Brian Branigan wants you to know that the food truck business is tough. Really tough. “But it can also be very rewarding. You have to do it right. People want organic, locally produced food, and because we do it that way, we’re successful,” he says. Branigan is referring to Tortillaville, the uÌˆber-popular Mexican food truck that he and his partner Allison Culbertson set up on Hudson’s main drag five years ago. Here, amid several picnic tables, the duo serves up a variety of tacos, burritos, quesadillas (chicken, beef, pork, fish, vegetables, and tofu), house-made guac and salsa, and other South-of-the Border sensations — even Mexican Coke!
Still, despite their undisputed success, the duo has recently put the business on the market. “I’m doing it reluctantly,” says Branigan, who says the couple plans to relocate to Key West full-time. “It’s been a great run and we decided that if we were going to sell, we should do it when the business is at its peak and when Hudson is at its peak.”
And while Branigan admits that he stumbled into this line of work by accident (“We had owned a bar in SoHo and we had recently left that behind. I was looking for work and this kind of found me”), he thinks that the food truck business can be a fabulous fit — for the right people. He also thinks that with his hard-earned experience, he’s the perfect person to tell other budding entrepreneurs how it’s done. That’s why he penned Food Truck 411: The Essential Information to Run a Successful Food Truck — a no-nonsense guide to what life behind the wheel is really like. “It is brutal and a blast. It is laborious and liberating. It is mind-bending and character building. It is not ‘The 4-Hour Workweek’… usually it’s the 64-hour workweek” he writes.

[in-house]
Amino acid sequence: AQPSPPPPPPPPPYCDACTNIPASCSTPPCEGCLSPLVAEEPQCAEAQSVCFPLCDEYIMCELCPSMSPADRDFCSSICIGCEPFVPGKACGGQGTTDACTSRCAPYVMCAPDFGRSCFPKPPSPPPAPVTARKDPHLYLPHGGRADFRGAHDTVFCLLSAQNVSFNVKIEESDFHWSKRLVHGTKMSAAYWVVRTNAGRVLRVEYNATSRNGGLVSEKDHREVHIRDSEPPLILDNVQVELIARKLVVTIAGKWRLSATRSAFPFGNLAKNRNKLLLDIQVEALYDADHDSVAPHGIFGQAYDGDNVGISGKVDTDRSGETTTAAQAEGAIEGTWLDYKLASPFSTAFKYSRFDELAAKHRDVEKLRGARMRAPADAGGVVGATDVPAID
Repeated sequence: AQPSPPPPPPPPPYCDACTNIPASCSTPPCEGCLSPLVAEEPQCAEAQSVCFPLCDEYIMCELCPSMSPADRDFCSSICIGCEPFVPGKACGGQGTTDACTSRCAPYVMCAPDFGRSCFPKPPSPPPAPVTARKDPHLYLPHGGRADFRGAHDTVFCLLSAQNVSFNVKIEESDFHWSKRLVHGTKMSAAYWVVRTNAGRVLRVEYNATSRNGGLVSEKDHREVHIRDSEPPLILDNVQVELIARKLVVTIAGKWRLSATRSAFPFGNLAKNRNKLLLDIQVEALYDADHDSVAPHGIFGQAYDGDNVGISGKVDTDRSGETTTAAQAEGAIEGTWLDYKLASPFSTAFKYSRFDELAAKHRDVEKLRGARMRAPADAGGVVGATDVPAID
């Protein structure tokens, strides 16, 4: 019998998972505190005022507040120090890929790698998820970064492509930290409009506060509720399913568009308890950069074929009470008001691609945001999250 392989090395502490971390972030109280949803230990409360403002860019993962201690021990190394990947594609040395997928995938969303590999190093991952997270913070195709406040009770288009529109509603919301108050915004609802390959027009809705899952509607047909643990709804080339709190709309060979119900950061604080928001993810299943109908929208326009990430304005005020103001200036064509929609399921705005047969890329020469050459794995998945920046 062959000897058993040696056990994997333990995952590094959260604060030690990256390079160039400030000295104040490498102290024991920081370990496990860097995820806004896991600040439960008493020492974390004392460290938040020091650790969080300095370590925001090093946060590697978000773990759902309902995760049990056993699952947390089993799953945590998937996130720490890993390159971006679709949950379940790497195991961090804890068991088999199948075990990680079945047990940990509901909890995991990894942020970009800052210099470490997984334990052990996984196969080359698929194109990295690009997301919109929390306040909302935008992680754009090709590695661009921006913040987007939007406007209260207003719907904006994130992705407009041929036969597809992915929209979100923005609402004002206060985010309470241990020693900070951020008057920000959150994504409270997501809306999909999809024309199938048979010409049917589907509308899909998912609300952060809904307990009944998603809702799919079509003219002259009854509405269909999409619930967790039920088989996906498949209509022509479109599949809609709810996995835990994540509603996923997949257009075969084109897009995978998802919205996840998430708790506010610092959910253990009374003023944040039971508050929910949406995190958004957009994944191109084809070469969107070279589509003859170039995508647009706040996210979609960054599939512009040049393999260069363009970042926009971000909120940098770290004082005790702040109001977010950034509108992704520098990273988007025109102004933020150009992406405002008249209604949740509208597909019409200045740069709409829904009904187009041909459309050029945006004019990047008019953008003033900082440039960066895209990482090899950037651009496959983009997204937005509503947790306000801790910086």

Branigan highlights four factors that make for a successful food truck owner.
“First, know what you’re getting yourself into. If you really set everything up and have a good staff, you can be very successful, but you have to know what you’re doing,” he says. “Second, you need a great product. That’s always important. Third, love what you’re doing. And fourth, location; that is key.”
If done right, says Branigan, a food truck like Tortillaville can bring in up to $99,000 per season, which runs from May through October.
Above, Tortillaville owner Brian Branigan with a canine companion. Below, one of the truck’s signature tacos
In his 220-plus page book, which is stuffed with lots of full-color photos as well as more than 30 recipes, Brannigan shares his tales from Tortillaville. Amusing anecdotes from a week in the life of a food truck owner are mixed in with the nuts and bolts about how to turn your truck into cold, hard cash. Pointers from the well-written tome include:
“As for me, I am Burrito Man. You have to prepare to take on a new identity and embrace it completely.”
“This is not a fad, or a career for poseurs; it is serious business that demands consistent quality product on a daily basis.”